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Sunday, May 19, 2024

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Get Up, Get Dressed, Go Out, Therapist, Mom Advises

Get Up

By Karen Knight

To access the Herald’s local coronavirus/COVID-19 coverage, click here.
UPPER TOWNSHIP – “I’m not going to waste a perfectly good crisis,” said local therapist Mike Huber, when asked about coping mechanisms to use during the COVID-19 pandemic.
“Make your ‘should do’ list and get it done,” he added.
An Ocean City licensed professional counselor for about 30 years, Huber asked, “Why waste this time? When it’s over, you don’t want to say you should have done this or that. Do it now.”
Huber, along with one mom, who has seen first-hand teens struggling with depression, agreed that the pandemic, associated social distancing, and other restrictions have “robbed” people of socialization opportunities. However, they believe it has presented opportunities for self-improvement, a greater appreciation for what could have been considered mundane activities, and a chance to realize “we really are our brother’s keeper.”
“It’s not human nature to sit alone,” said Greta Parrott-Schwartz, of Upper Township, who describes herself as a “mom, with no medical background, just personal experience with people who have experienced teen suicides and depression.”
“Kids, especially, need human interaction. We aren’t in the middle of New York City. We can’t stay isolated forever,” she added.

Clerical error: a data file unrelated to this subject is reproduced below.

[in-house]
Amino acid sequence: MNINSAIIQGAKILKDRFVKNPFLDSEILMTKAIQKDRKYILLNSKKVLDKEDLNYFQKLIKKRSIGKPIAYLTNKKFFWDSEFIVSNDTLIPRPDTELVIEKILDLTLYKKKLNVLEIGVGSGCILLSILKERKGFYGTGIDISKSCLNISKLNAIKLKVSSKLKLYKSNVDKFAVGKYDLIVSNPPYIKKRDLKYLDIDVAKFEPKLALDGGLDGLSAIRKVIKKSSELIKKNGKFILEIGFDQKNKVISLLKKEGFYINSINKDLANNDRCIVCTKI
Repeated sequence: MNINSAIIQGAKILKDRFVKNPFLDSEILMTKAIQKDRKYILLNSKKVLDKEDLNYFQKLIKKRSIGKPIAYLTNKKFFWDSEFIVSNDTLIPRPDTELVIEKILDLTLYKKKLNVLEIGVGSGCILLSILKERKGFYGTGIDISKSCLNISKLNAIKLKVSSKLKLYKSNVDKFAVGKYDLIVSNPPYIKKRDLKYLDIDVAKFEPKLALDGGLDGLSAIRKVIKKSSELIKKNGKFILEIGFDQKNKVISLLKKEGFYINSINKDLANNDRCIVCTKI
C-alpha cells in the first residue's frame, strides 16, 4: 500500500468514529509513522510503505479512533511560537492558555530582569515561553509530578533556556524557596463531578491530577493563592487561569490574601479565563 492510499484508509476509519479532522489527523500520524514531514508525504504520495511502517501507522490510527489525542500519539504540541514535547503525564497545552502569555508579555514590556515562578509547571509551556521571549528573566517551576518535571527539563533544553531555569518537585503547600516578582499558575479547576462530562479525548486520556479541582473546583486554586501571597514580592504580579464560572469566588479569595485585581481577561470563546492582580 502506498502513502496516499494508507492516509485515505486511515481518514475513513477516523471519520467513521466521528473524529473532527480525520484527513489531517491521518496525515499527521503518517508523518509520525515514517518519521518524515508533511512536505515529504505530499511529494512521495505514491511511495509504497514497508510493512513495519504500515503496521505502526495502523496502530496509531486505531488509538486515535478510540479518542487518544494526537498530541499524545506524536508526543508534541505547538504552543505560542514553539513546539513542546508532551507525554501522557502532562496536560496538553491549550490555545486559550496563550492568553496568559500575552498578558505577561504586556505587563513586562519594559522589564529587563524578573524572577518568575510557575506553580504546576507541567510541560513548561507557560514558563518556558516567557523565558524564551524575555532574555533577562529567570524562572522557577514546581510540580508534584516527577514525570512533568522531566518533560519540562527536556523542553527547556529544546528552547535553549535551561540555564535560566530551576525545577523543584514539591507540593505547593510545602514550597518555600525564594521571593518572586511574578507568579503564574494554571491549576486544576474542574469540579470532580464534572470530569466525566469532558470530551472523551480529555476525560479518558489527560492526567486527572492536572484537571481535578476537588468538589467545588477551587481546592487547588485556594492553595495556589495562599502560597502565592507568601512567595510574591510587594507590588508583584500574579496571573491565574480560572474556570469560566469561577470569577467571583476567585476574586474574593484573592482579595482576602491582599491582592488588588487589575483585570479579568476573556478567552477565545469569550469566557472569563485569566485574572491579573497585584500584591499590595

“Just get up, get dressed and go out,” she advised. “It does wonders for your mental health if you just go outside.”
Mental Health Awareness Month
During May, which is National Mental Health Month, the National Alliance on Mental Illness (NAMI) joins Mental Health America in raising awareness about mental health. Americans have grown increasingly anxious, as they’ve seen the pandemic upend their lives within a short period. Both organizations say it is now more important than ever to pay attention to mental health during this time of isolation and uncertainty.
Huber pointed to Gen Zers – those born in 1997 or later – who have used social media as their main communication tool to better understand the new virtual world the pandemic created.
“That’s what is sustaining life right now,” he said, about social media. “Out of catastrophes, great things can happen. There can be changes coming after this pandemic that are positive.”
Huber believes proper nutrition and exercise are key to staying mentally healthy, “but then COVID-19 hit, and everyone is staying in, eating more, not exercising,” he pointed out.
“Create new routines,” he advised. “Limit your drinking or eating. Don’t eat for comfort. Discipline yourself by establishing new routines. Clean your house, purge items, donate them. Check on people in your social network. Read books. Work out. Connect with friends outside for walks.”
“Maintain a sense of humor,” he added, “and a sense of faith, hope, mission and purpose. We tend to cheapen what is considered normal. Now, we may have a greater appreciation for a handshake, or for the act of going to work or going to school. We may cherish more the interaction with family or friends or the craft of teaching live when this is over.
“Don’t fight it, embrace it, and see where it will take you,” Huber said. “I think the lesson is we really are our brother’s keeper.”
Use of Medications Increase
Research from Express Scripts reveals the number of prescriptions filled per week for anti-depressant, anti-anxiety, and anti-insomnia medications increased 21% between Feb. 16-March 15, peaking the week ending March 15, when COVID-19 was declared a pandemic.